It was good to see some colder temps yesterday morning. Having not been in the mountains for a few days, I wanted to ski something exciting. Most of the bigger lines in the Tetons aren’t filled in that well this season, so the dedicated skier must sniff out new terrain.
I’ve stared at the Dike Pinnacle many times hiking up into Garnett Canyon, and I’ve even skied it before, but this time I wanted to try something different. I wanted to connect the East Ridge to the Southeast Couloir …something I think that rarely gets skied. I knew that it needed a lot more snow to go clean, so Dustin Lemke and I brought a rope to deal with some rocky sections. Fortunately, the rope stayed in the pack, but we did take our skis off and downclimb about 15 feet.
We saw Greg Collins at the Platforms with a client, and it was nice to talk skiing with him for a few. We skinned into the South Fork and hiked with our skis off where the snow was too slippery to skin. After slapping on the crampons below the Southeast Couloir of the Dike Pinnacle, we climbed over two thin sections where we weren’t sure that we could ski through on the way down. The booting was easy, but I was feeling out of shape. As we got higher, we connected snowfields until we got below the final pitch up to the East Ridge, the crux of the route.
The snowpack was thin. We were able to make our way higher and got a good view of the ridge…and it looked like it would go without having to take our skis off. After climbing the final hundred feet or so to the summit of the Dike Pinnacle, we had a great view of the East Face of the Middle…a sick line in itself. We quickly put our skis on, cuz it looked like some clouds were coming in and we wanted the snow to be as soft a possible for the descent.
The skiing off the summit was exciting, with serious exposure on both sides and gave me a very airy feeling. Once off the top, we made our way down to a steep and narrow section …the crux of the descent. Once above the constriction, we were forced to point our skis down the falline and then shut down the speed once on the open slopes below. I felt like this was a no-fall zone, and it gave both Dustin and I the shivers. One false move and it’s about 1500′ down to the canyon floor. Ouch!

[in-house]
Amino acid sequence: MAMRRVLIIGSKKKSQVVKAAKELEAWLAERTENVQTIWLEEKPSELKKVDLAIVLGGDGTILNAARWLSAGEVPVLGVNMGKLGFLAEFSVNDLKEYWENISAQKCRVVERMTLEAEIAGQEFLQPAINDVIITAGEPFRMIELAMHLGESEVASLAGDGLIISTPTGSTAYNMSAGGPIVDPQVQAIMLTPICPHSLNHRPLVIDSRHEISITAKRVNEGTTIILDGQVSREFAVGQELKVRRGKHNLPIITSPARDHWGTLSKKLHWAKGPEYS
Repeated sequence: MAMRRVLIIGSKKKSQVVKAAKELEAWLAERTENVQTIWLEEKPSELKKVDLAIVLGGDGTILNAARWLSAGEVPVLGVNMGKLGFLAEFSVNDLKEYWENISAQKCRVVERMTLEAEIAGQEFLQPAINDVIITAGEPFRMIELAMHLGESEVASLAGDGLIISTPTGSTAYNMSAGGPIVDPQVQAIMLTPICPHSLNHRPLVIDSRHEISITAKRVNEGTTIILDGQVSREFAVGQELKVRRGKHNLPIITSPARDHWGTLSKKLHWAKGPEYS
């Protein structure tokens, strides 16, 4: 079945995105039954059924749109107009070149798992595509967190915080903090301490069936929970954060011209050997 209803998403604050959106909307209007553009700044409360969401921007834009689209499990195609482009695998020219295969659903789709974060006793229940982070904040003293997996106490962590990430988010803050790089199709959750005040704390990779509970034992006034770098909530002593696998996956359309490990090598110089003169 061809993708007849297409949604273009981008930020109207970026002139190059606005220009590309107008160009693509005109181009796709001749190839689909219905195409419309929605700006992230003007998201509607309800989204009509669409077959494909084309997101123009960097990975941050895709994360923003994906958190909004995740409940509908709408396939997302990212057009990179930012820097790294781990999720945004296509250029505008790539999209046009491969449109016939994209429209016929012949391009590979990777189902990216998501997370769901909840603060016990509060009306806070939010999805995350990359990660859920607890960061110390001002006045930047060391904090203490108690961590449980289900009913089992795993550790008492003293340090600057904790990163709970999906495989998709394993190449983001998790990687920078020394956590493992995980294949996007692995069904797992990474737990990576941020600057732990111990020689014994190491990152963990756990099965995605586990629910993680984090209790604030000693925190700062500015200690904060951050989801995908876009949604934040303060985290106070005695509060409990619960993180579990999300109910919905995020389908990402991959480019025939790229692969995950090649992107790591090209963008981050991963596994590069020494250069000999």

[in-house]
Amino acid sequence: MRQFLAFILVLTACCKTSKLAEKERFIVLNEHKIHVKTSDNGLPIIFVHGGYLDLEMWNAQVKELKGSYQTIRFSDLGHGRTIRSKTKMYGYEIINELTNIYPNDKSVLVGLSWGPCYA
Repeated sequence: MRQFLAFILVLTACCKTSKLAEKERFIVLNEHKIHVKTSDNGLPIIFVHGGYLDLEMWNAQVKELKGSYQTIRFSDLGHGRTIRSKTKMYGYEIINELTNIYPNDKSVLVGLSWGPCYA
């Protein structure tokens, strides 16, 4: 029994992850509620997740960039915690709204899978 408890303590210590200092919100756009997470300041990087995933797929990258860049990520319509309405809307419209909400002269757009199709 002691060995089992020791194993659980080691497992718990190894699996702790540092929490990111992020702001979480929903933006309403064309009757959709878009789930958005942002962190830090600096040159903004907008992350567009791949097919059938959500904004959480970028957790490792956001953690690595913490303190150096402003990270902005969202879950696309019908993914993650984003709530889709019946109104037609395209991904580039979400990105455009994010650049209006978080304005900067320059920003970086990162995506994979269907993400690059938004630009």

We felt good once through the crux and we skied good snow further down the East Face of the Dike, towards another thin section. On the way up, I had chopped out a bollard to use with the rope, but the downclimbing looked manageable now that we had been ripping the slopes above. This was the entrance to the Southeast Couloir, and it probably fills in when there is more snow. Once in the couloir, the snow stiffened up a bit and the thin cloud cover wasn’t helping warm things up.
We skied chalky snow down the serpentine like lower section of the Couloir, hunting for any slough piles to soften the turns. But had one more obstacle to deal with at the bottom of the couloir. A few rocks poked through, shutting down a clean exit. Luckily it wasn’t too steep, and we were able to make a small jump over the rocks and ice onto the hard snow slope below and back into Garnett Canyon.
The skiing out of Garnett varied from sustrugi, to mush, to powder, to neve, to anything else you can come up with…but the skiing wasn’t as bad as I thought it would be. Yesterday was a great day of skiing that tested our technical skiing abilities in serious terrain. And I skied a new (for me) line to boot. Yay!
youve got a problem steve…
once you get us used with this sort of trips, you have to keep going this way further…
which seems to be the case so far.
You mean I have to continue to ski steep/tight couloirs in the Tetons and beyond???
I can think of worse things…. 😉
Thanks for visiting Alex. 🙂
hey dood, thats my line! that line is bitchin looking. have wanted to do for some time. however, talk, or typing for that matter, is cheap… especially as i sit here at my desk after shredding snow king this am.
Another great line and great TR.